- Nearly half the employees in a new Robert Half (RH) poll said they quit their job because of a bad boss. Young professionals, ages 18 to 34, were more likely to leave a bad-behaving boss than older respondents, ages 35 to 54 (49%), and those 55 and older (41%). RH polled 2,800 office workers in 28 U.S. cities.
- Survey results were broken down by city, with Tampa, Florida; Sacramento, California; and Miami having the largest number of workers quitting their jobs because of a bad boss, and Atlanta, Philadelphia, Minneapolis and Boston having the fewest number of workers forced out by a bad boss.
- "We've all heard horror stories about difficult managers — or experienced one firsthand," said Paul McDonald, senior executive director for Robert Half, said in a media release. "Work styles and how well a person gets along with their supervisor can determine whether someone decides to join or remain at a company. Many times open communication and training can help to resolve issues and strengthen the professional relationship between bosses and their direct reports.”
As many as three-quarters of employees in a VitalSmart survey released in March said managers have "glaring flaws," such as being overwhelmed, poor listeners, unfair, distant and disorganized. However, survey results also found that employees fail to tell higher-ups about the boss's problems, with many choosing to quit their jobs instead. Discord between bosses and workers shouldn't be allowed to fester. And in a tight labor market, with acute talent shortages, HR can't afford to have a bad boss be the source of elevated turnover. But that also means HR may need to look into whether workers — including managers — are afraid to ask for training out of fear of seeming incompetent due to the company culture.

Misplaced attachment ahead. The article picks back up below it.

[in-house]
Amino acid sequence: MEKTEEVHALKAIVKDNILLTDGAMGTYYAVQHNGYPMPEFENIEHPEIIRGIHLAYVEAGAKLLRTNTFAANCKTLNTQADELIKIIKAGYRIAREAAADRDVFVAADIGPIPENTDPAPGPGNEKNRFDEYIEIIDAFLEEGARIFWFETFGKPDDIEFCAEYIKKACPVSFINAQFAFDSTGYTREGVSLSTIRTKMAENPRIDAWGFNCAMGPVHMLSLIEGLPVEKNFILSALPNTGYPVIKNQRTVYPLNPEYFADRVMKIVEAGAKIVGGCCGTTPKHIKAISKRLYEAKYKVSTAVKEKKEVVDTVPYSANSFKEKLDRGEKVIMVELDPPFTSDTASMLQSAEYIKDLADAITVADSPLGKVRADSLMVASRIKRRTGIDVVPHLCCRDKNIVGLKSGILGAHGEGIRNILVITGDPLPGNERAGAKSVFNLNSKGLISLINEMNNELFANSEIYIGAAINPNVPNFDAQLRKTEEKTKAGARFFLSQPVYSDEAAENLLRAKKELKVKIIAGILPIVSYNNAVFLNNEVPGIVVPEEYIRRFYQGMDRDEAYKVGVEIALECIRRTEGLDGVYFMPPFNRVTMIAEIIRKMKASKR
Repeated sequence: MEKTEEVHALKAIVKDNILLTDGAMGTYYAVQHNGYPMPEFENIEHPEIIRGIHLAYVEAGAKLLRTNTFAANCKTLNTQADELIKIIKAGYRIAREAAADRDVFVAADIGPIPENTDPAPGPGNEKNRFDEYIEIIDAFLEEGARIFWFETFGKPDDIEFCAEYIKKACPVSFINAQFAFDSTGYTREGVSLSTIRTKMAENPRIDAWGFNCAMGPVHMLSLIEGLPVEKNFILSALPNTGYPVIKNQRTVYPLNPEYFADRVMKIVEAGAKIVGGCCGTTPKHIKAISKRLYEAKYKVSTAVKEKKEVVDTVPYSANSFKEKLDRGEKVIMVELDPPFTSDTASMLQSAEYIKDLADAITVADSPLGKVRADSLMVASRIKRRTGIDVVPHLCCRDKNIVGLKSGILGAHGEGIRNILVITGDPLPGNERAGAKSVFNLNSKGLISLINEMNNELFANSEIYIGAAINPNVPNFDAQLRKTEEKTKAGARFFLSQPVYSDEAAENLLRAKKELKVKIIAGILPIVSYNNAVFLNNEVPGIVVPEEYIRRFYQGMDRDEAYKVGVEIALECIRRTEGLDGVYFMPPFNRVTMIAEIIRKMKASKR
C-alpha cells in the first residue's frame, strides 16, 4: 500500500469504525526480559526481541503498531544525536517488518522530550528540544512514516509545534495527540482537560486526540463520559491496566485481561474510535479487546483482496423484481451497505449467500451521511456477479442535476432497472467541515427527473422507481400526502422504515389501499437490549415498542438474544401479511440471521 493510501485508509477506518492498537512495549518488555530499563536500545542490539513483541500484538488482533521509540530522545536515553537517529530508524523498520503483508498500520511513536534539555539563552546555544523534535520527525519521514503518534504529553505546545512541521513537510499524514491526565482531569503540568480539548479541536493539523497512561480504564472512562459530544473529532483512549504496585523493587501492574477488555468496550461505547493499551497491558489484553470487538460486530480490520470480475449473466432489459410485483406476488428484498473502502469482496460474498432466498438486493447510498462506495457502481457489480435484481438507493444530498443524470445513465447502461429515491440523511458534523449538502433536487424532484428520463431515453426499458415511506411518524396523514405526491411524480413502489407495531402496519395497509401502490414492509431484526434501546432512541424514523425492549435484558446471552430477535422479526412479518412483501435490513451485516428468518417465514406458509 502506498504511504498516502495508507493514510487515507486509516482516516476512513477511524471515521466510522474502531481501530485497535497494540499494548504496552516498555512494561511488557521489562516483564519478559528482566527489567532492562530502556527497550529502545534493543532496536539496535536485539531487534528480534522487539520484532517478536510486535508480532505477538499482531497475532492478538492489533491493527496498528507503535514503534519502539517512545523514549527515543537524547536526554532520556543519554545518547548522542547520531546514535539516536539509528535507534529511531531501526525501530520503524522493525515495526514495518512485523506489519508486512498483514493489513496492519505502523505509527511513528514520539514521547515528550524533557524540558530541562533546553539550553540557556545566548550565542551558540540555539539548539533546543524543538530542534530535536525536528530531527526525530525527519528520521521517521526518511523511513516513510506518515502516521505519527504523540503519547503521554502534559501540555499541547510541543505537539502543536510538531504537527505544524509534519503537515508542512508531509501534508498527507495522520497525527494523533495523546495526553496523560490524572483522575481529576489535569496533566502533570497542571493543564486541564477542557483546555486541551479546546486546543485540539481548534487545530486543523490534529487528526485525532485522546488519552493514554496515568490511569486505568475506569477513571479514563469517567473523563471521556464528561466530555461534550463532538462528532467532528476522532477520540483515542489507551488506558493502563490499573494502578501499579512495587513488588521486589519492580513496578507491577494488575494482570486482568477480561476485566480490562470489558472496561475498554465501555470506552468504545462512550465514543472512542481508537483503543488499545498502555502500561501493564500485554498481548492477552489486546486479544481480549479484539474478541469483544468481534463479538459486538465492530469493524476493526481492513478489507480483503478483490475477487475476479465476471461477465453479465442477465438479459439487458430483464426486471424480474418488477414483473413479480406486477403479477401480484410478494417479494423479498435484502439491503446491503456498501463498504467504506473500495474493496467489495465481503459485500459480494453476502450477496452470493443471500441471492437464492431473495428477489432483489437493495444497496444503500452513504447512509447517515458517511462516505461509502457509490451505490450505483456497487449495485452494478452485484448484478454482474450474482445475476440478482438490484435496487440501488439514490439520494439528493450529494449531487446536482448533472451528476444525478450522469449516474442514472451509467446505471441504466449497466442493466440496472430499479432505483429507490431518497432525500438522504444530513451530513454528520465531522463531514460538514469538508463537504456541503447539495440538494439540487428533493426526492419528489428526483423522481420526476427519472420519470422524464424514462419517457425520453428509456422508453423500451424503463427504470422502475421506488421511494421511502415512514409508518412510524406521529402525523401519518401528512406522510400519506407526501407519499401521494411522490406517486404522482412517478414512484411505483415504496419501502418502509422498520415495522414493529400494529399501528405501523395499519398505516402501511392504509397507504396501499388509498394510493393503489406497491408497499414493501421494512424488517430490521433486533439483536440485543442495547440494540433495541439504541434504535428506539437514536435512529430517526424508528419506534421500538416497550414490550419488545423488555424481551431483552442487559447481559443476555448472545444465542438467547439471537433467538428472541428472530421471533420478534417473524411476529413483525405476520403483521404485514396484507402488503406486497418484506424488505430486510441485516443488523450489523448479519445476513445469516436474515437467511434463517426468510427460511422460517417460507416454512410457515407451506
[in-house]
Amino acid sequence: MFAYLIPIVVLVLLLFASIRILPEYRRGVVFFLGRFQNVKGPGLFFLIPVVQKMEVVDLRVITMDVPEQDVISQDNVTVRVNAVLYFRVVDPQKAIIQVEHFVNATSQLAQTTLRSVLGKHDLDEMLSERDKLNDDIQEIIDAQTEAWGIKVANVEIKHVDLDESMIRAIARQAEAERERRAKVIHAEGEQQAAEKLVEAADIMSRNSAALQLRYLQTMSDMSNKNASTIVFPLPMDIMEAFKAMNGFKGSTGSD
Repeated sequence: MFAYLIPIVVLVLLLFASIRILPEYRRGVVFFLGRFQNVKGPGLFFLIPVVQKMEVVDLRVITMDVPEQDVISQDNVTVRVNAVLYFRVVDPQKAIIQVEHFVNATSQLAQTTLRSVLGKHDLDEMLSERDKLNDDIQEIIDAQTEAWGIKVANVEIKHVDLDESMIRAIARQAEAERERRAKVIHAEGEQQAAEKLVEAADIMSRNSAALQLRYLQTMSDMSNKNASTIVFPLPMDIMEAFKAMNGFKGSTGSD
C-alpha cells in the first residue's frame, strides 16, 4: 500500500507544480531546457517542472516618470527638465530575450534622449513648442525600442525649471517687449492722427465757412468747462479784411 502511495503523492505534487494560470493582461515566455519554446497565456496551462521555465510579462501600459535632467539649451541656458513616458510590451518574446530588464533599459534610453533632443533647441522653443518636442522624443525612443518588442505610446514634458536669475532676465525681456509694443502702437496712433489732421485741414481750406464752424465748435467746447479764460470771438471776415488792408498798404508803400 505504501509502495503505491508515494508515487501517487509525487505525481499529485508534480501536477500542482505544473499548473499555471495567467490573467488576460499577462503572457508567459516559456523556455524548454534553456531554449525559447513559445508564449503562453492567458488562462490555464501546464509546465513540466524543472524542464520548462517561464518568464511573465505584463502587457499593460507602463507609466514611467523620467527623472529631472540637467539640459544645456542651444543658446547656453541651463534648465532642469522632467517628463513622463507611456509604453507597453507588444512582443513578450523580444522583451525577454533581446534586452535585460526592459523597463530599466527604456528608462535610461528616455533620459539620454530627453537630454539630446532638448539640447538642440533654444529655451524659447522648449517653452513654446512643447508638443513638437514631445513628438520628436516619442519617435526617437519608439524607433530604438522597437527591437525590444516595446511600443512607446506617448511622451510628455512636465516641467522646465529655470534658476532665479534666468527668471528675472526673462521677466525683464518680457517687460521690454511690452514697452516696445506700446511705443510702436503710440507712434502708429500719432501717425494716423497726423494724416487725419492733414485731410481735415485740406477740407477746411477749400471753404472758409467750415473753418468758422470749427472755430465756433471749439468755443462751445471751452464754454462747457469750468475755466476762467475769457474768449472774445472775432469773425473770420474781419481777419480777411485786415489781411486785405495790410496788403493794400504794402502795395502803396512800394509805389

Besides lowering staff morale and driving employees to quit their jobs, toxic bosses could be a safety risk, according to research from Portland State University (PSU). The theory is that by mistreating and demoralizing subordinates, toxic bosses can impair their judgment, which, in turn, can create safety hazards in the workplace. HR leaders may not be able to end entirely bullying behavior from a boss or any employee, but they can draft and enforce no tolerance policies. And since workers often fail to report bad boss behavior, HR must be on the lookout for this kind of misconduct and intervene when necessary.